While it’s not necessary to practice your fueling in every run, you should use two or three long runs (at or near race pace) to develop your marathon fueling plan. In these race simulation training runs, be sure to use the same fuel and consume the fuel at the same rate as you will for your marathon. You may need to wear a fuel belt during your training and most likely on race day.

You’ll also want to research exactly where in the race the fluid stations are. If there are fluid stations at mile 3, 6 and 10 for example, then fuel at the same intervals during your race simulations.

To get a bit more technical, you could even practice grabbing a drink from someone, just like you would at race fuel station. Setup a small table outside your house and do a 3-4 mile loop that brings you back to your house. Have friend or family member hand you water and/or sports drinks and practice drinking during your run. I do recommend slowing a bit or even walking for a few seconds to make it easier to take in the fluid.

My Marathon Fueling Disaster

If you are beginning to think that fueling properly sounds complex and requires too much planning, I don’t blame you. It did for me as well. In my first marathon in 2008, I had no fueling plan whatsoever. I winged it. My ignorance resulted in me “hitting the wall” at mile 20 and alternating between walking and jogging the last 6 miles. A most unpleasant experience.

For my second marathon, I took fueling more seriously. I developed and practiced my fueling plan until I was comfortable with the amount, rate and type of fueling. And did it ever pay off. I beat my previous marathon time by 45 minutes and maintained a much stronger pace those last 6 miles of the race.

I was convinced, fueling was integral for marathon success. I have since become passionate about fueling and found myself telling my fueling success story and providing fueling advice to other runners. Then it occurred to me, there are lots of great apps to help runners train and track their runs, but nothing that helps with fueling. My idea for Fuel My Run was born.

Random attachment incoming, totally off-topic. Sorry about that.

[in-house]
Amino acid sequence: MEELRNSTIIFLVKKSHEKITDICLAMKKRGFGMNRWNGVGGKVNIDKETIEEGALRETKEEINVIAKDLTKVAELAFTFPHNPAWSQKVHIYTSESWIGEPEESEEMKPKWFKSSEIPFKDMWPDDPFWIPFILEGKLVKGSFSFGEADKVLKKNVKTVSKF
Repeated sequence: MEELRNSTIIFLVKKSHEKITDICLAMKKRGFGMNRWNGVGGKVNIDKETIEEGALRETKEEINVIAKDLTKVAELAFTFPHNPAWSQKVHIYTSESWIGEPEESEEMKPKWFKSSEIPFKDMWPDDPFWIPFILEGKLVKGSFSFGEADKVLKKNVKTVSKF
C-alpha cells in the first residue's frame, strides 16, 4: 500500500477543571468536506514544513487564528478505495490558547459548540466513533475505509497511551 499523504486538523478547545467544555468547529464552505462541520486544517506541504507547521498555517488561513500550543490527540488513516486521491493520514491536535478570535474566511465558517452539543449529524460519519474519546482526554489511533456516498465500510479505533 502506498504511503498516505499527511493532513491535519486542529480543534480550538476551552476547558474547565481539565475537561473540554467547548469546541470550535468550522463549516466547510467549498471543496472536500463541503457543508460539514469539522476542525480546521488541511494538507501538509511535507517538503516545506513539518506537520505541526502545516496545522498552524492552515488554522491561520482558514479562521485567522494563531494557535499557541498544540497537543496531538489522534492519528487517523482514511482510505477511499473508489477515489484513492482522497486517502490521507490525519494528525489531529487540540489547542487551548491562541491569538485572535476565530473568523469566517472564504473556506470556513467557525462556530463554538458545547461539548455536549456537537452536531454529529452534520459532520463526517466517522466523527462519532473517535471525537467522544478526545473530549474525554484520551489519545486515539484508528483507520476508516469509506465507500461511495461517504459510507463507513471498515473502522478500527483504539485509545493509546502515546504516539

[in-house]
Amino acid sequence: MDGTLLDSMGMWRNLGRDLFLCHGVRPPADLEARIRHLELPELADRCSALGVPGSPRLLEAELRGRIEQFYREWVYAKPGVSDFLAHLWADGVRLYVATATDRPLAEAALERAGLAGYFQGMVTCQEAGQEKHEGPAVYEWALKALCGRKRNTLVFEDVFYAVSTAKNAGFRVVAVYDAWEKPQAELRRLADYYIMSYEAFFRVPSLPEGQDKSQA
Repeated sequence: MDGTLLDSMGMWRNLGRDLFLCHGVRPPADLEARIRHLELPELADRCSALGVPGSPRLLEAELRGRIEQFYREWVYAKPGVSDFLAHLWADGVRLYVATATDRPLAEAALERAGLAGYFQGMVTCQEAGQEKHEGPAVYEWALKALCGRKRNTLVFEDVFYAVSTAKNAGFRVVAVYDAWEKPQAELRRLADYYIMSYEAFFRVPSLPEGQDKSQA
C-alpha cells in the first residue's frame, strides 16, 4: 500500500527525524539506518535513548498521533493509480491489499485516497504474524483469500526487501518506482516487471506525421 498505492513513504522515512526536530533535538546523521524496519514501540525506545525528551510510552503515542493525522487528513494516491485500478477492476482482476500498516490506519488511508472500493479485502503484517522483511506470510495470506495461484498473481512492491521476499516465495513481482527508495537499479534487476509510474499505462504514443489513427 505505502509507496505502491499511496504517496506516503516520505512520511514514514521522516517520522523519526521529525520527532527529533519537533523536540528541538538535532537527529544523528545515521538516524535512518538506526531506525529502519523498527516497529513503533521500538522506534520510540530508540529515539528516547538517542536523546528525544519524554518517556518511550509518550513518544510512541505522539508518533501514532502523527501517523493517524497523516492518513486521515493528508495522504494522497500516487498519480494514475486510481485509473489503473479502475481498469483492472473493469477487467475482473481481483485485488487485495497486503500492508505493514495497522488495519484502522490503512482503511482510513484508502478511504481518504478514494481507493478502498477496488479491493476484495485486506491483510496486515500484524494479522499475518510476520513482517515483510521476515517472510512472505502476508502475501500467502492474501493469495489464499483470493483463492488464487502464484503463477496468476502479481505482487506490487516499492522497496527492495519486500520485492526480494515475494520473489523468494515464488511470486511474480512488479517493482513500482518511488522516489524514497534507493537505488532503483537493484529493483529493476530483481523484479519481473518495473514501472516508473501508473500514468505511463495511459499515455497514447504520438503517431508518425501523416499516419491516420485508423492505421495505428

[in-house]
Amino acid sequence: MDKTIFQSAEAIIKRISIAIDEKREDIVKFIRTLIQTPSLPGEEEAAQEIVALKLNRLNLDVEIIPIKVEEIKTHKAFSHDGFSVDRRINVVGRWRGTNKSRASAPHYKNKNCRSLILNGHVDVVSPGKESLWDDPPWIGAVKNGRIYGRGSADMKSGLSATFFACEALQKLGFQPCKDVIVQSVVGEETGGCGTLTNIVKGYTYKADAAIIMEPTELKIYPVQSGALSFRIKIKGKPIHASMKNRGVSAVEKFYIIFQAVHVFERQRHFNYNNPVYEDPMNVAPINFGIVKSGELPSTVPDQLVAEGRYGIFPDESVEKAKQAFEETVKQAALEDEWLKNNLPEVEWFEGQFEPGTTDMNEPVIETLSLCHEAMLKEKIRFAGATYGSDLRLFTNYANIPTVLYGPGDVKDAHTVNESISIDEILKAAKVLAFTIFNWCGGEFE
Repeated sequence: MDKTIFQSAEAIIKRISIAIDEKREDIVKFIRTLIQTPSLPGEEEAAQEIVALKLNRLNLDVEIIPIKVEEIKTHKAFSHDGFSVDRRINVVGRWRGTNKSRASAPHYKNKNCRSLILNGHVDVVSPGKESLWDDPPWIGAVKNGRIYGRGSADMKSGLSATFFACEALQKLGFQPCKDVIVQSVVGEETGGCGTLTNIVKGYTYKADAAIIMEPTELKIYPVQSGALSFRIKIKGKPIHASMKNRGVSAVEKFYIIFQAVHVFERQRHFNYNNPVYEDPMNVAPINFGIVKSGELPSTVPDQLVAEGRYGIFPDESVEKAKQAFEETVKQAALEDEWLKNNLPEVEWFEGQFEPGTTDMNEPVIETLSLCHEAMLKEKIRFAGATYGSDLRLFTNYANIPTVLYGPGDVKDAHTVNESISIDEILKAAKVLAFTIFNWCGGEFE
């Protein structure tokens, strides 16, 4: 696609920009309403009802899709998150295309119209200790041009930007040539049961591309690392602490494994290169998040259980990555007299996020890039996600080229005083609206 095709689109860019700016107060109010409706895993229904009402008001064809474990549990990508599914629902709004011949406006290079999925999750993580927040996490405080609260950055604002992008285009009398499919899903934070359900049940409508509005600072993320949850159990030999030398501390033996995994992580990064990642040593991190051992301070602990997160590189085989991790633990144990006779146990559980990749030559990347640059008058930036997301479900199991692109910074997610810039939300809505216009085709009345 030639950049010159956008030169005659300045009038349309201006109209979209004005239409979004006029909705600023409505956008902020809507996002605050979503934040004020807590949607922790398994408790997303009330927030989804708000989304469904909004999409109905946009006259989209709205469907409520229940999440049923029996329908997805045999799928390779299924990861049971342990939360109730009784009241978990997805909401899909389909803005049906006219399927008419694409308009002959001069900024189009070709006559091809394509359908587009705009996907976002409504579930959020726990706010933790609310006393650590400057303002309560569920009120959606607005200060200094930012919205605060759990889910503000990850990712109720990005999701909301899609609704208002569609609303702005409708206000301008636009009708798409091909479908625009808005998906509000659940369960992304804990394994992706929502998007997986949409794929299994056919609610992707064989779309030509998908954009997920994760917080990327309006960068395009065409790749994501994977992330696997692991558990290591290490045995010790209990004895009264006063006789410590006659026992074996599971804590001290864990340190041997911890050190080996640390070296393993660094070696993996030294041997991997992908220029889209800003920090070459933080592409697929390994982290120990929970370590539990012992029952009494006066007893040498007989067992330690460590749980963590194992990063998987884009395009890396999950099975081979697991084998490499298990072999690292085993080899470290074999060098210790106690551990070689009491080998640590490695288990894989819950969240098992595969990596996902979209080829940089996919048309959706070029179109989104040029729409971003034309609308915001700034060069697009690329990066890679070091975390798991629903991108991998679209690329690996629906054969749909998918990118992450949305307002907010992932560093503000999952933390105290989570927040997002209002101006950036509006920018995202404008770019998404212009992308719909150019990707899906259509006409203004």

Fuel My Run

Fuel My Run is an iPhone app that helps runners develop, practice and execute half marathon and marathon fueling plans. It’s basically the tool I wish I had for my previous two marathons. I designed it to help others avoid the “wall” so they too can achieve their running goals.

While not only tracking the basic running stats like distance, time and pace, Fuel My Run provides runners fueling reminders based on specific times or distances – making it simple to simulate your upcoming race. Fuel My Run easily syncs with your Runkeeper account, making it easy to track all your workouts in one place.

Take-home Message

If you want to run your best marathon possible, get out there and train hard. Remember though, running lots of miles in training will not guarantee success. You must prioritize race fueling just as much – and practice makes perfect.

 

Featured image via John Rees

Mark Kennedy

About the author:
Mark Kennedy

Mark is a husband, dad, and former Kinesiologist who now works in the finance industry. He can be found running or biking in Toronto, Canada and beyond. You can check out his blog and follow him on Twitter.